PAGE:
In the video the bucks eat herbaceous stems and leaves on the ground, then switch to twigs, leaves and stems of trees. About halfway in, the buck on the right stands on his hind legs to reach the lowest branches. The buck on the left wrestles with a tree to yank off the branches. Deer only have lower teeth so they can’t sharply bite off a branch like a beaver would.
In late August, when forage should be quite plentiful, these bucks are forced to eat their own cover and what little remains of the edible plants.
p.s. Here’s what the forest would look like if there was no browse line.
In the city of Pittsburgh there are so many white-tailed deer that it’s easy to see them in August. The bucks are eating, eating, eating to bulk up. The does are hanging out with their adolescent fawns in this brief period between birthing and mating. It’s the calm before the rut.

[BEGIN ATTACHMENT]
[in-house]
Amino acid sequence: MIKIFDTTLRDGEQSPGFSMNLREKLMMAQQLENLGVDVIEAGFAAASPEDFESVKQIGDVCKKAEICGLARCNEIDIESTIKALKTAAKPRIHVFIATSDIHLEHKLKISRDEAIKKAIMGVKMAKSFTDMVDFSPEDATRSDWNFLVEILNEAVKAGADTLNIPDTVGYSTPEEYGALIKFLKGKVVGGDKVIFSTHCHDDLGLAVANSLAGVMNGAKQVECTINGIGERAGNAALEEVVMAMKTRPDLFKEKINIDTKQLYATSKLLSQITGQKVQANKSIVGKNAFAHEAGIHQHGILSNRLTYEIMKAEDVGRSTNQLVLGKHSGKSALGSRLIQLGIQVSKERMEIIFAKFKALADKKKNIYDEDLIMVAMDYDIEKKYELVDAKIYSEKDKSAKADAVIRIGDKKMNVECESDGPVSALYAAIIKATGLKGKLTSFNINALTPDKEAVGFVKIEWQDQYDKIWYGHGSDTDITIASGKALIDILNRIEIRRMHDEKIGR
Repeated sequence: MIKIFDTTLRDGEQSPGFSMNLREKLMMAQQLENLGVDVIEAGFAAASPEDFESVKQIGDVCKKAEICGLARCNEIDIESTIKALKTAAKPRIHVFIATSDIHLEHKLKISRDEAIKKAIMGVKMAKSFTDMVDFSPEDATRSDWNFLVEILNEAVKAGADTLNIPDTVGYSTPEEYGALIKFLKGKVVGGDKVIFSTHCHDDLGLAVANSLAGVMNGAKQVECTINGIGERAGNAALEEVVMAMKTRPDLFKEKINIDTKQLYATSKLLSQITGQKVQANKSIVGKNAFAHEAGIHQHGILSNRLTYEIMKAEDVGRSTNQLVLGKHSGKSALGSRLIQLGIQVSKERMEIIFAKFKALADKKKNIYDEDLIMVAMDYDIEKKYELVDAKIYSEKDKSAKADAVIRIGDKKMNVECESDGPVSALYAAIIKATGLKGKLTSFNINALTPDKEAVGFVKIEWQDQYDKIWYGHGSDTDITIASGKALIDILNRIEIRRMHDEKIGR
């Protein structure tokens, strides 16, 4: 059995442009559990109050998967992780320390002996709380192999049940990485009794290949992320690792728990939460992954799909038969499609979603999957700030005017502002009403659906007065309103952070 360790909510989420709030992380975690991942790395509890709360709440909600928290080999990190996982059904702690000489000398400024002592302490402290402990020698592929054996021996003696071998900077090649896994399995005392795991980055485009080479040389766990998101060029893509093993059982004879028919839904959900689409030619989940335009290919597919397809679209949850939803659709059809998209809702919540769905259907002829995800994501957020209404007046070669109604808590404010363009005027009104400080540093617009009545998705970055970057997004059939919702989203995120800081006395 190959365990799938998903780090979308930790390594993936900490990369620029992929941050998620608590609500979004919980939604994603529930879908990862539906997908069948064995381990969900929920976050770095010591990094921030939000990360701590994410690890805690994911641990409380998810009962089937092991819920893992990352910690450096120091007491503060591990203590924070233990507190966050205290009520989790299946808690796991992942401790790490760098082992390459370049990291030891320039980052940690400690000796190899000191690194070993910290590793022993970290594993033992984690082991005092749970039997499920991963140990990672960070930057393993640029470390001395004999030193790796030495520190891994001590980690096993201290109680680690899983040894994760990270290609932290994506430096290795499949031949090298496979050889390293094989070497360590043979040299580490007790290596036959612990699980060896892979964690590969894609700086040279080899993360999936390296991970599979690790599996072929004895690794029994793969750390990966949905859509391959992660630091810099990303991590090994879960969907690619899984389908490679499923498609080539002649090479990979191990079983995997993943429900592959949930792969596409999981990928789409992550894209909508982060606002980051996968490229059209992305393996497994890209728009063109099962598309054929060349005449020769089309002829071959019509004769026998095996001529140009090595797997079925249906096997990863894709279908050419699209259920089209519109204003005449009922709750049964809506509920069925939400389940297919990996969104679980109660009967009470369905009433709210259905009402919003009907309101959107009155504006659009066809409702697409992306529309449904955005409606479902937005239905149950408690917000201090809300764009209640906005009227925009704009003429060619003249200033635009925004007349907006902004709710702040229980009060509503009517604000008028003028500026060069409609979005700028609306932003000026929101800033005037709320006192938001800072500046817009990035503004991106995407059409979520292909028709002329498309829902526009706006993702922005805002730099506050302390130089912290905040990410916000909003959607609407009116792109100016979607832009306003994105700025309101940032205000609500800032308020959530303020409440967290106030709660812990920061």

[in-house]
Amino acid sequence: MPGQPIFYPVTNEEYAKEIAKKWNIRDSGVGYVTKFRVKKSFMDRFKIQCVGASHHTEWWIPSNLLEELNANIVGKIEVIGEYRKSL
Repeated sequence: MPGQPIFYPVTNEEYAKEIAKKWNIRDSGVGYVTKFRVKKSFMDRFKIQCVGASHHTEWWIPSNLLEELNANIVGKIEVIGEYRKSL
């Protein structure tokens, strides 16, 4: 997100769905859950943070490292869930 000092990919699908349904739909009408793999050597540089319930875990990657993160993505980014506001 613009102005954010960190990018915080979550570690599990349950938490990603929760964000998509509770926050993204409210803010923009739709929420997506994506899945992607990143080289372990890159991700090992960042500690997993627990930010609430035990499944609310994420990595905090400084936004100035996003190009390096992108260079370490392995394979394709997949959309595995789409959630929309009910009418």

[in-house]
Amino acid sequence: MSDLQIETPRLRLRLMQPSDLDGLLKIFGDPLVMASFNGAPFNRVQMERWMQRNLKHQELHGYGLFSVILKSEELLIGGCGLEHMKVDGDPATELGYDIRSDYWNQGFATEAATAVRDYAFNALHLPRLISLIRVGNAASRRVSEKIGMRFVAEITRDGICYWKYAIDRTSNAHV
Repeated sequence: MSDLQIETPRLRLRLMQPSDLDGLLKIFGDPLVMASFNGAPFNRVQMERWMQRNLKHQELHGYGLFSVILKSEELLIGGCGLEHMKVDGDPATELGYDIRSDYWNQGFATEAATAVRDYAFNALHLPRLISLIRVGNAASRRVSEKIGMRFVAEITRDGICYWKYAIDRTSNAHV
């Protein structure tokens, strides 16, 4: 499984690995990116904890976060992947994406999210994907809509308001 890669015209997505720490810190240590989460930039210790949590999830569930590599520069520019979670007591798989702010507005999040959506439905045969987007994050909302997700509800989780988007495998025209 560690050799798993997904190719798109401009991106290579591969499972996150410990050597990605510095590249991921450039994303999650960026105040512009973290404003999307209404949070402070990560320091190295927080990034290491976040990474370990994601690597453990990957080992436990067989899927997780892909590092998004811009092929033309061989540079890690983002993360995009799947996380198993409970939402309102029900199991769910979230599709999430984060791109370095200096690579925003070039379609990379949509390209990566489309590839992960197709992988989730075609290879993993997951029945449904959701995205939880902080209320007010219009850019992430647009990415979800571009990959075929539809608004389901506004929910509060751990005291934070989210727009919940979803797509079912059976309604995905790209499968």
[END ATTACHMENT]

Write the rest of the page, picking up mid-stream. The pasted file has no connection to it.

Last Friday morning I found eight deer resting in dappled shade in Schenley Park. My cellphone photos don’t do them justice except for this: The photos show how hard it is to notice deer that are lying down and not moving.
A few of them moved, however, grooming to shed their chestnut brown summer coats for gray-brown winter pelage. The photo above shows four bucks with antlers in velvet, each with a different point count: 4-point, 6-point, 7-point and 8-point.
Two does and two fawns rested a short distance from the males. The fawns gave the group away. They did not hold still for long. (The second doe is not in the photo.)
One week earlier it was impossible not to see this six-point buck browsing the hillside right next to the Lower Trail.
He’s leaving a lot of greenery behind but the leaves he’s not eating are unpalatable invasive aliens called goutweed. The buck is nosing through them to re-browse the deer-food plants hidden below the goutweed. Those food plants won’t recover this late in the season. All the food will be gone and he won’t be back to this spot.